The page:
15th April 2020
Beauty is truth, truth beauty—that is all ye know on earth, and all ye need to know. (John Keats, 1819)
As the global community races to save lives amid the COVID-19 pandemic, issues of brand and business have been moved to the back burner. The priority today is more basic: Reduce the rate of infection and stop the virus. Once that happens, however, brands will endeavor to help their customers regain some of what’s been lost.
Because of the outbreak, and the unprecedented measures being taken to “flatten the curve,” priorities are shifting in fundamental ways. Dr. Anthony Fauci, director of the National Institute of Allergy and Infectious Diseases, predicts that the effects of the pandemic will be “imprinted on the personality of our nation” for years to come. Normalcy will return, as it almost always does, but not as it was.
McKinsey & Company partners Kevin Sneader and Shubham Singhal have already dubbed the post-COVID-19 era “the next normal.” In their article, “Beyond coronavirus: The path to the next normal,” they describe “…a dramatic restructuring of the economic and social order in which business and society have traditionally operated.”
Beyond the market implications, it’s shocking how quickly the pandemic has made so many of us rethink personal and professional priorities that seemed immutable just weeks ago. Reminded of our inescapable frailties, and quarantined to our homes for the good of ourselves and our communities, we are confronting issues of life and mortality in unexpected ways.
In her recent Op-Ed in The New York Times, Nashville-based author Margaret Renkl catalogs the palpable fear. “Every online gathering, every phone call, every just-saying-hey email carries an undercurrent of mortality,” she writes. “Even if we don’t say it out loud, we recognize that our time for checking in may run out. This is not breaking news, of course. We have always been mortal beings, but until life serves up a memento mori like the new coronavirus, people tend to spend each day as though they had an endless supply of days.”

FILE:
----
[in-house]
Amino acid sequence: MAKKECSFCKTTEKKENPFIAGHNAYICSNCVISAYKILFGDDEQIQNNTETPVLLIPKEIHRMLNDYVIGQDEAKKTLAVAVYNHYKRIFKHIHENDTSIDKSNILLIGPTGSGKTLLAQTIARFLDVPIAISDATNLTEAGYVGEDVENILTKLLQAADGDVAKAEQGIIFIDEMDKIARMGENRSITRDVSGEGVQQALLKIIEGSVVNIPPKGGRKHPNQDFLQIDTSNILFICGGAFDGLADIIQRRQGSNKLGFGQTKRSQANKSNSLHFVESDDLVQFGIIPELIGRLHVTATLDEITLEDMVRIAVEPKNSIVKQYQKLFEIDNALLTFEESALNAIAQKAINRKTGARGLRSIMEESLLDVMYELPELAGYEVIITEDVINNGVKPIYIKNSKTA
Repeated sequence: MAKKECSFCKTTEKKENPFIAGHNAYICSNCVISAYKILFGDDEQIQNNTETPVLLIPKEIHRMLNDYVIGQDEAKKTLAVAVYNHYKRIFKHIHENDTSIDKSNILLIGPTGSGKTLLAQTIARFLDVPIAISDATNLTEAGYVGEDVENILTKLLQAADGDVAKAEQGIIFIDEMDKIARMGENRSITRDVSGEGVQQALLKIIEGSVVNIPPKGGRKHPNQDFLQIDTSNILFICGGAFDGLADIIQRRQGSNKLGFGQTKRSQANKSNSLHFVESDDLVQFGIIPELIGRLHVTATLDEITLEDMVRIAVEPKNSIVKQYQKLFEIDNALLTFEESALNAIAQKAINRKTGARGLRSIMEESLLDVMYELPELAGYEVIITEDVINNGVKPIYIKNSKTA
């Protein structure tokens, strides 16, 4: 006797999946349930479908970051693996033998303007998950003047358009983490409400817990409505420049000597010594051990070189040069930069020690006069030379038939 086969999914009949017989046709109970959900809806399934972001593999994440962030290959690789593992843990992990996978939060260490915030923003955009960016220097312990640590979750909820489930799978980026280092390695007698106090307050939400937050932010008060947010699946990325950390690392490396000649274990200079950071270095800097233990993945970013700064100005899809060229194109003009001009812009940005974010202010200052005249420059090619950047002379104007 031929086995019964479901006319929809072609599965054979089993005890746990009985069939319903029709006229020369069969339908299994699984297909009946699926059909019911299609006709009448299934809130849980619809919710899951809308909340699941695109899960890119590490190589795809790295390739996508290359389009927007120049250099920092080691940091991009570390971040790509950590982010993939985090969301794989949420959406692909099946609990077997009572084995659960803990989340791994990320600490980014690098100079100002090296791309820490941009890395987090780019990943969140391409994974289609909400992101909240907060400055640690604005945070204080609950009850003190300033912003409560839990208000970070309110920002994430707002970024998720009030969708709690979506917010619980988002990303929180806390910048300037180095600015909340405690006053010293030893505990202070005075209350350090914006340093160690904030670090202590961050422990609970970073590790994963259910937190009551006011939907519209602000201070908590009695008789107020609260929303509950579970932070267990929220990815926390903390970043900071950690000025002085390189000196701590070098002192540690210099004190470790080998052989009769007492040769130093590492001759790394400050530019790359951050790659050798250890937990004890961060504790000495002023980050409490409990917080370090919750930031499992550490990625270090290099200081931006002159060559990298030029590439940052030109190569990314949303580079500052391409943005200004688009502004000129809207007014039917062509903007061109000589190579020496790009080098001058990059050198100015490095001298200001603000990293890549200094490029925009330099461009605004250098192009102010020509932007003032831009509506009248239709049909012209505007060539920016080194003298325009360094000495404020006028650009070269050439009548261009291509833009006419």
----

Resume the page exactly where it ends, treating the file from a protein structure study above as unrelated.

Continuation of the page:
This uncertain time has me thinking about the climactic scene in “Almost Famous,” Cameron Crowe’s heartfelt homage to mid-‘70s rock-and-roll. Flying through a thunderstorm in their small chartered plane, members of the film’s fictional band embrace the moment—could it be their last?—to come clean about who they are and what they’ve done. Quickly and comically, infidelities are acknowledged, the band’s gonzo drummer comes out as gay, and its manager admits to a vehicular hit-and-run that “may have killed a man.” Then, just as quickly, the storm dissipates, and the survival of all is…gulp…assured.
The point is this: When we run out of time, the only thing that matters is the truth. And that means getting right with our loved ones so we can live with ourselves. In this time of the coronavirus, we’re all trapped in that rickety little plane hurtling toward some craggy Mississippi cotton field. Things feel dire now, but, like in the film, the plane’s going to right itself and land safely “somewhere near Tupelo.” Will brands be ready when it does?